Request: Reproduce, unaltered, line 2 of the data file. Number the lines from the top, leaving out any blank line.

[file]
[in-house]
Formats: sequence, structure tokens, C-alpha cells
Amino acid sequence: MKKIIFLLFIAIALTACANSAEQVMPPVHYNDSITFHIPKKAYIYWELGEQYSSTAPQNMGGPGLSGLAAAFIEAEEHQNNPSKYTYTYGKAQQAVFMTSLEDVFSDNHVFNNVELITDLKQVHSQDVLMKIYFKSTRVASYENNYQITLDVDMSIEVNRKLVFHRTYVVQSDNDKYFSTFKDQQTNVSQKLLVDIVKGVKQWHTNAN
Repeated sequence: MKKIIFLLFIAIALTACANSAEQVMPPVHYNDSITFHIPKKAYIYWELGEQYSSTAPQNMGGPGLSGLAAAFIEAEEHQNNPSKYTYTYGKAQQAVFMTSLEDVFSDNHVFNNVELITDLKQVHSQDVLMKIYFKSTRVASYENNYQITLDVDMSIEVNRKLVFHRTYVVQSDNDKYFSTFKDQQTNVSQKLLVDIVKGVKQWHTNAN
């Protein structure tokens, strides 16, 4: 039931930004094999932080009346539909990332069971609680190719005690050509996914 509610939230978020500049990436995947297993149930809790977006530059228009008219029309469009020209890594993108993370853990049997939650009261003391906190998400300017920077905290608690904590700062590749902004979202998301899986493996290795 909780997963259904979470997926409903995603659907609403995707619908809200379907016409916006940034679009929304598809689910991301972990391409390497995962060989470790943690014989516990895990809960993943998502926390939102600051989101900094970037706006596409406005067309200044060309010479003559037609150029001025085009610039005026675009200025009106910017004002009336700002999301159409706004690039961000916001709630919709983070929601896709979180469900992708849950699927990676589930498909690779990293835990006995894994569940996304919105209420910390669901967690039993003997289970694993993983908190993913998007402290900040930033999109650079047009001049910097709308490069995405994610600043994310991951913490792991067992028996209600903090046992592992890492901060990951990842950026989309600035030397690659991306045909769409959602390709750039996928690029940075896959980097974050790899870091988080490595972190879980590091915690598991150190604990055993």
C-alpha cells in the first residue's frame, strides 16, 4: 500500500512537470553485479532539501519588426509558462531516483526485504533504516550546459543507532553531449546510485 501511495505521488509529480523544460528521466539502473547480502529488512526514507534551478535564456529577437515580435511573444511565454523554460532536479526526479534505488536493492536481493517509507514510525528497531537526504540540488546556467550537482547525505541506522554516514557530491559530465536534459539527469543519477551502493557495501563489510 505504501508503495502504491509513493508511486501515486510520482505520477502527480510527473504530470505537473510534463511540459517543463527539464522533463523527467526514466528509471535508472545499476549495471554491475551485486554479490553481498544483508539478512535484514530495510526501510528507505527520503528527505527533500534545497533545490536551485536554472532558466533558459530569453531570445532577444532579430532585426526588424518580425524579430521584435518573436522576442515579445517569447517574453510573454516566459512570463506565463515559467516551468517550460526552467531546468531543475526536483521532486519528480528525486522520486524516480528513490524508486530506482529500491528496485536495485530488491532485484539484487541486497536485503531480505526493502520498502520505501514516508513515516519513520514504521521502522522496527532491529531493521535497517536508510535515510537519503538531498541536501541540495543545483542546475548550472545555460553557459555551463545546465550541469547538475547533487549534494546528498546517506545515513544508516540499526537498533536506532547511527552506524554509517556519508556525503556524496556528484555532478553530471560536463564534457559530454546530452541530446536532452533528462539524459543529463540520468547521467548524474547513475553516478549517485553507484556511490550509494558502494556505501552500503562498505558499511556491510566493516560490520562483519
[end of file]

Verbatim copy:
Formats: sequence, structure tokens, C-alpha cells